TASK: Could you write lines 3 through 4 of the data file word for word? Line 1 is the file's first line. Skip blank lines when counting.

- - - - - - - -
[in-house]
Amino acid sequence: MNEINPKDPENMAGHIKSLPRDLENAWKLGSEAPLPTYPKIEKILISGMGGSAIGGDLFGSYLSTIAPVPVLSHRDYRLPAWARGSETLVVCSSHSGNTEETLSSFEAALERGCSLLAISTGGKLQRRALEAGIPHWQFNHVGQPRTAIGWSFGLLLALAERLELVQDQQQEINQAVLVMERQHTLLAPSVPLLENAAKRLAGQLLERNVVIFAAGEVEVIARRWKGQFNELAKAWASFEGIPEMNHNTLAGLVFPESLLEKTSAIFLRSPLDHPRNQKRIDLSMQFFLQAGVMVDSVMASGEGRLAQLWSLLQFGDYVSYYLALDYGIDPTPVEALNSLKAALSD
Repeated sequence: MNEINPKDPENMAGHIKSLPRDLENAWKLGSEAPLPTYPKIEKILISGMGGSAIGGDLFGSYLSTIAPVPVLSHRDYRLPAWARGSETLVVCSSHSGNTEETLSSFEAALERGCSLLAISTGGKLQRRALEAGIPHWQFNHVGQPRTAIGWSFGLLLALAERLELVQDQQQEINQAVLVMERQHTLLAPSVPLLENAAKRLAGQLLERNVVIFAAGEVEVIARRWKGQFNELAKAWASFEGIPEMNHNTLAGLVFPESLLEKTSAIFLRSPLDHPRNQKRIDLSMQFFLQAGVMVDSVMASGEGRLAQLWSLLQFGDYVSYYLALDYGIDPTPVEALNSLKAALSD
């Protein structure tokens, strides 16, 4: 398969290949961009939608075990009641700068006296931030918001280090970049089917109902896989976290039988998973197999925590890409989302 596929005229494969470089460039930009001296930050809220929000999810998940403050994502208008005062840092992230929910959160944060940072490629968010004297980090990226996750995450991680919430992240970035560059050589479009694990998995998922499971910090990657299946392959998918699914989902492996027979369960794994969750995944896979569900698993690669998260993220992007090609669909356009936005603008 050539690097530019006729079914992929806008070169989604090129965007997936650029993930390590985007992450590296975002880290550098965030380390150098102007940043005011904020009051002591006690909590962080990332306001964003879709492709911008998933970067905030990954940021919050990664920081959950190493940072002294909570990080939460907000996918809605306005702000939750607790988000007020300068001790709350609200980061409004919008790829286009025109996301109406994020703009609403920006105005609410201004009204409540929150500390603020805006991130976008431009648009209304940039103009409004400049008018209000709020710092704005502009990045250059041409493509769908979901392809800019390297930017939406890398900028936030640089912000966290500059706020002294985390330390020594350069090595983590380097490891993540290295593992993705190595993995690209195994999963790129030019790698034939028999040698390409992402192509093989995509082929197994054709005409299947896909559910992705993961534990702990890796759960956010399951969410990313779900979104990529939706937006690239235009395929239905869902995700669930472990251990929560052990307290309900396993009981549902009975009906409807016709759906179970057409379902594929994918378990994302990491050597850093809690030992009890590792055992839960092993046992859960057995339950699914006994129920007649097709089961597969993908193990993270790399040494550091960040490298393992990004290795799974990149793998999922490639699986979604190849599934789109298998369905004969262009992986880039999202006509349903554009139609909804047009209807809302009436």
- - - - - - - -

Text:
Repeated sequence: MNEINPKDPENMAGHIKSLPRDLENAWKLGSEAPLPTYPKIEKILISGMGGSAIGGDLFGSYLSTIAPVPVLSHRDYRLPAWARGSETLVVCSSHSGNTEETLSSFEAALERGCSLLAISTGGKLQRRALEAGIPHWQFNHVGQPRTAIGWSFGLLLALAERLELVQDQQQEINQAVLVMERQHTLLAPSVPLLENAAKRLAGQLLERNVVIFAAGEVEVIARRWKGQFNELAKAWASFEGIPEMNHNTLAGLVFPESLLEKTSAIFLRSPLDHPRNQKRIDLSMQFFLQAGVMVDSVMASGEGRLAQLWSLLQFGDYVSYYLALDYGIDPTPVEALNSLKAALSD
């Protein structure tokens, strides 16, 4: 398969290949961009939608075990009641700068006296931030918001280090970049089917109902896989976290039988998973197999925590890409989302 596929005229494969470089460039930009001296930050809220929000999810998940403050994502208008005062840092992230929910959160944060940072490629968010004297980090990226996750995450991680919430992240970035560059050589479009694990998995998922499971910090990657299946392959998918699914989902492996027979369960794994969750995944896979569900698993690669998260993220992007090609669909356009936005603008 050539690097530019006729079914992929806008070169989604090129965007997936650029993930390590985007992450590296975002880290550098965030380390150098102007940043005011904020009051002591006690909590962080990332306001964003879709492709911008998933970067905030990954940021919050990664920081959950190493940072002294909570990080939460907000996918809605306005702000939750607790988000007020300068001790709350609200980061409004919008790829286009025109996301109406994020703009609403920006105005609410201004009204409540929150500390603020805006991130976008431009648009209304940039103009409004400049008018209000709020710092704005502009990045250059041409493509769908979901392809800019390297930017939406890398900028936030640089912000966290500059706020002294985390330390020594350069090595983590380097490891993540290295593992993705190595993995690209195994999963790129030019790698034939028999040698390409992402192509093989995509082929197994054709005409299947896909559910992705993961534990702990890796759960956010399951969410990313779900979104990529939706937006690239235009395929239905869902995700669930472990251990929560052990307290309900396993009981549902009975009906409807016709759906179970057409379902594929994918378990994302990491050597850093809690030992009890590792055992839960092993046992859960057995339950699914006994129920007649097709089961597969993908193990993270790399040494550091960040490298393992990004290795799974990149793998999922490639699986979604190849599934789109298998369905004969262009992986880039999202006509349903554009139609909804047009209807809302009436």